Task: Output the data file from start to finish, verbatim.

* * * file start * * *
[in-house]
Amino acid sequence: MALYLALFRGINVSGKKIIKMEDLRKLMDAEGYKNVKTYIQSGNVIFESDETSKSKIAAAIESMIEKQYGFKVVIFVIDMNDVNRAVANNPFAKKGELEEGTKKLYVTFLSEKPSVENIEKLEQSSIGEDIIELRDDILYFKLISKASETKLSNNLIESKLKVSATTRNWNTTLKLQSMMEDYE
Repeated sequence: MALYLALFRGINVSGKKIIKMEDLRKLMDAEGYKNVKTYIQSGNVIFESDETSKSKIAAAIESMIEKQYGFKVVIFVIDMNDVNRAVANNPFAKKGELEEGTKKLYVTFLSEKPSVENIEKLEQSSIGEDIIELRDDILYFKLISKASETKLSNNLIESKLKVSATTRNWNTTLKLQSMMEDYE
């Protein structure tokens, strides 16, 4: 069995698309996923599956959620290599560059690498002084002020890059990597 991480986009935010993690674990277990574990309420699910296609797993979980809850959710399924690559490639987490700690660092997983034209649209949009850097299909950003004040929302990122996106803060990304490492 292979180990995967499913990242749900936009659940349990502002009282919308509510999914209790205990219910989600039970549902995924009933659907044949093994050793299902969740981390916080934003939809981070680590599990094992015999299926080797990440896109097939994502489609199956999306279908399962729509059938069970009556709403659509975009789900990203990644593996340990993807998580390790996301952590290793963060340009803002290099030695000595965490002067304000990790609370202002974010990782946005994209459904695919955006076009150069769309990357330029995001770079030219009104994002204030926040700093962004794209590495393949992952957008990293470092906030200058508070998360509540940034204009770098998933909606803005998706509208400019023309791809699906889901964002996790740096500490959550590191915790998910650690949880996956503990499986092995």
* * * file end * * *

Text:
[in-house]
Amino acid sequence: MALYLALFRGINVSGKKIIKMEDLRKLMDAEGYKNVKTYIQSGNVIFESDETSKSKIAAAIESMIEKQYGFKVVIFVIDMNDVNRAVANNPFAKKGELEEGTKKLYVTFLSEKPSVENIEKLEQSSIGEDIIELRDDILYFKLISKASETKLSNNLIESKLKVSATTRNWNTTLKLQSMMEDYE
Repeated sequence: MALYLALFRGINVSGKKIIKMEDLRKLMDAEGYKNVKTYIQSGNVIFESDETSKSKIAAAIESMIEKQYGFKVVIFVIDMNDVNRAVANNPFAKKGELEEGTKKLYVTFLSEKPSVENIEKLEQSSIGEDIIELRDDILYFKLISKASETKLSNNLIESKLKVSATTRNWNTTLKLQSMMEDYE
């Protein structure tokens, strides 16, 4: 069995698309996923599956959620290599560059690498002084002020890059990597 991480986009935010993690674990277990574990309420699910296609797993979980809850959710399924690559490639987490700690660092997983034209649209949009850097299909950003004040929302990122996106803060990304490492 292979180990995967499913990242749900936009659940349990502002009282919308509510999914209790205990219910989600039970549902995924009933659907044949093994050793299902969740981390916080934003939809981070680590599990094992015999299926080797990440896109097939994502489609199956999306279908399962729509059938069970009556709403659509975009789900990203990644593996340990993807998580390790996301952590290793963060340009803002290099030695000595965490002067304000990790609370202002974010990782946005994209459904695919955006076009150069769309990357330029995001770079030219009104994002204030926040700093962004794209590495393949992952957008990293470092906030200058508070998360509540940034204009770098998933909606803005998706509208400019023309791809699906889901964002996790740096500490959550590191915790998910650690949880996956503990499986092995």